Personality Changes After Deep Brain Stimulationby Marcelo Mendonca, MD | October 29, 2015
Deep Brain Stimulation (DBS) is a well-known and accepted treatment for neurological and psychiatric diseases. It consists of the implantation of electrodes into the brain, which send small electric impulses to specific neurons and pathways.
In Parkinson’s disease (PD), DBS clearly improves patients’ symptoms, functionality and quality of life in the long run. Nevertheless, it seems that the electrodes do not have motor-specific functions. DBS influences mental states and personality and in some cases it can even lead to a “new personality”.
One recent study showed that in 45 PD patients submitted to subthalamic nucleus DBS (one of the most common brain targets in PD) there was a personality change in the direction of increased impulsivity. Surprisingly, relatives were more sensitive to this alteration than patients themselves. The lower sensitivity of the patients to the mood and behavioral changes could be the reason for the complaint: “he/she is no longer the same”.
Yves Agid described that up to 65% of the married (or living with a partner) PD patients experienced a conjugal crisis after the operation. Different reasons could be found for this, but personality changes could clearly play a role.
Are we changing patients’ “identity” by using DBS? Probably yes: we are making them think differently, take risks in a different way and make decisions in a new manner.
But is it only the treatment that changes the patient? In all likelihood, no. The neurotransmitter dopamine – the loss of which is associated with the motor symptoms of PD – has a clear emotional and cognitive role. PD patients present dopamine deficit-related cognitive and emotional changes, that slowly progress at the rhythm of the neurodegeneration.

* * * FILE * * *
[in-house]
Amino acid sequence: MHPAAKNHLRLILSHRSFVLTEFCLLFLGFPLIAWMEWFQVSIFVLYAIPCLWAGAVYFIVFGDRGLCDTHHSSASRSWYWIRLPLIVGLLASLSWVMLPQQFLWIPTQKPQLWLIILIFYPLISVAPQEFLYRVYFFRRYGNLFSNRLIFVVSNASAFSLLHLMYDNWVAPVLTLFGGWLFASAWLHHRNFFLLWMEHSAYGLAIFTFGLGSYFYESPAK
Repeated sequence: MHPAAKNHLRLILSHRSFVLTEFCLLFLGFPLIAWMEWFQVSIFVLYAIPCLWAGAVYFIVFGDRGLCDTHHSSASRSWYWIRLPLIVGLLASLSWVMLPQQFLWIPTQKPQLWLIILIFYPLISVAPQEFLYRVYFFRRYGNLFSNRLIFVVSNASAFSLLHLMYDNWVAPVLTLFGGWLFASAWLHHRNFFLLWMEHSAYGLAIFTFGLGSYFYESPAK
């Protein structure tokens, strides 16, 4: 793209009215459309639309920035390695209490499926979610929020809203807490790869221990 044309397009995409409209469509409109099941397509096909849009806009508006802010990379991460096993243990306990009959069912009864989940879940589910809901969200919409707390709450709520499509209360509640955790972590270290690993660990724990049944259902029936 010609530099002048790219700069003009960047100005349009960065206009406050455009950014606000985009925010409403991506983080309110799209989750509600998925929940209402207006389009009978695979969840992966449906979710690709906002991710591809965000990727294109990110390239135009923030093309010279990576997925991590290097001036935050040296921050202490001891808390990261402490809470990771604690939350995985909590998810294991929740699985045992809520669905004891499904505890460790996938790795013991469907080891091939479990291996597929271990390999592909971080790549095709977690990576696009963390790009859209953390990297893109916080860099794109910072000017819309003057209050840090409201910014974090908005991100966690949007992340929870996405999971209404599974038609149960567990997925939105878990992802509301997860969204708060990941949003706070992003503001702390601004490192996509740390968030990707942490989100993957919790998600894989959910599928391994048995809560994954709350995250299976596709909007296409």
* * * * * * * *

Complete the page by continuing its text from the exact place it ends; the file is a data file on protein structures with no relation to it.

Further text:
So, the acute personality change we impose with DBS in PD patients should always be measured against the cognitive and emotional disease-related changes that are biologically determined, and with the psychological changes induced by the diagnosis of a chronic neurodegenerative disease.
The clinical implications of these findings are that personality evaluation should be done both before and after DBS, and informant reports should be considered. Also, before surgery we need to discuss the personality changes risks with the patient and his family and try to manage expectations to minimize the common complaint: “Doctor, My husband is not the same!” and its impact in the familiar and environment.
Agid Y, Schüpbach M, Gargiulo M, Mallet L, Houeto JL, Behar C, Maltête D, Mesnage V, & Welter ML (2006). Neurosurgery in Parkinson’s disease: the doctor is happy, the patient less so? Journal of neural transmission. Supplementum (70), 409-14 PMID: 17017560
Frank MJ, Seeberger LC, & O’reilly RC (2004). By carrot or by stick: cognitive reinforcement learning in parkinsonism. Science (New York, N.Y.), 306 (5703), 1940-3 PMID: 15528409
Lewis CJ, Maier F, Horstkötter N, Zywczok A, Witt K, Eggers C, Meyer TD, Dembek TA, Maarouf M, Moro E, Zurowski M, Woopen C, Kuhn J, & Timmermann L (2015). Subjectively perceived personality and mood changes associated with subthalamic stimulation in patients with Parkinson’s disease. Psychological medicine, 45 (1), 73-85 PMID: 25066623
Pham U, Solbakk AK, Skogseid IM, Toft M, Pripp AH, Konglund AE, Andersson S, Haraldsen IR, Aarsland D, Dietrichs E, & Malt UF (2015). Personality changes after deep brain stimulation in Parkinson’s disease. Parkinson’s disease, 2015 PMID: 25705545
Witt K, Kuhn J, Timmermann L, Zurowski M, & Woopen C (2013). Deep Brain Stimulation and the Search for Identity. Neuroethics, 6, 499-511 PMID: 24273620
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